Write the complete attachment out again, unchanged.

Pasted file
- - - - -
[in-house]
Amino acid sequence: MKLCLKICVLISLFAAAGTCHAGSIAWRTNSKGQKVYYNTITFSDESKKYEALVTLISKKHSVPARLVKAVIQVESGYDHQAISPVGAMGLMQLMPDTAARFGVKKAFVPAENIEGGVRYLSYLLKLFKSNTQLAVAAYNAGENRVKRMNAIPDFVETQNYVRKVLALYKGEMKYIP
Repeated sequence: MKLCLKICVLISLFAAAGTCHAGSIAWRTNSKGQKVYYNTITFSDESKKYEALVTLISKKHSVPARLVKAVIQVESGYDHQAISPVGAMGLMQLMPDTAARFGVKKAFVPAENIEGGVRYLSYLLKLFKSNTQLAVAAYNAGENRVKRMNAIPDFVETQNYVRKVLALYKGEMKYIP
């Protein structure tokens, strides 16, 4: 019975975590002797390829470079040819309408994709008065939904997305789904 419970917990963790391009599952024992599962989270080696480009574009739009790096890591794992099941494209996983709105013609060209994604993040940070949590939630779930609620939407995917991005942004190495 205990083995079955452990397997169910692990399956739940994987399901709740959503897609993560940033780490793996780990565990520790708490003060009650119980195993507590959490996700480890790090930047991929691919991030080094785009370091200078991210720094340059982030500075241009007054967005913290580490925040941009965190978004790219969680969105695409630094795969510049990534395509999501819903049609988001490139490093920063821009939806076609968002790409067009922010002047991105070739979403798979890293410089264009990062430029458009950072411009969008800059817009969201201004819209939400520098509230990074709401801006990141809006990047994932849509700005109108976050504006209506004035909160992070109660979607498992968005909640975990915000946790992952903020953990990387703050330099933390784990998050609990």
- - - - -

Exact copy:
[in-house]
Amino acid sequence: MKLCLKICVLISLFAAAGTCHAGSIAWRTNSKGQKVYYNTITFSDESKKYEALVTLISKKHSVPARLVKAVIQVESGYDHQAISPVGAMGLMQLMPDTAARFGVKKAFVPAENIEGGVRYLSYLLKLFKSNTQLAVAAYNAGENRVKRMNAIPDFVETQNYVRKVLALYKGEMKYIP
Repeated sequence: MKLCLKICVLISLFAAAGTCHAGSIAWRTNSKGQKVYYNTITFSDESKKYEALVTLISKKHSVPARLVKAVIQVESGYDHQAISPVGAMGLMQLMPDTAARFGVKKAFVPAENIEGGVRYLSYLLKLFKSNTQLAVAAYNAGENRVKRMNAIPDFVETQNYVRKVLALYKGEMKYIP
């Protein structure tokens, strides 16, 4: 019975975590002797390829470079040819309408994709008065939904997305789904 419970917990963790391009599952024992599962989270080696480009574009739009790096890591794992099941494209996983709105013609060209994604993040940070949590939630779930609620939407995917991005942004190495 205990083995079955452990397997169910692990399956739940994987399901709740959503897609993560940033780490793996780990565990520790708490003060009650119980195993507590959490996700480890790090930047991929691919991030080094785009370091200078991210720094340059982030500075241009007054967005913290580490925040941009965190978004790219969680969105695409630094795969510049990534395509999501819903049609988001490139490093920063821009939806076609968002790409067009922010002047991105070739979403798979890293410089264009990062430029458009950072411009969008800059817009969201201004819209939400520098509230990074709401801006990141809006990047994932849509700005109108976050504006209506004035909160992070109660979607498992968005909640975990915000946790992952903020953990990387703050330099933390784990998050609990």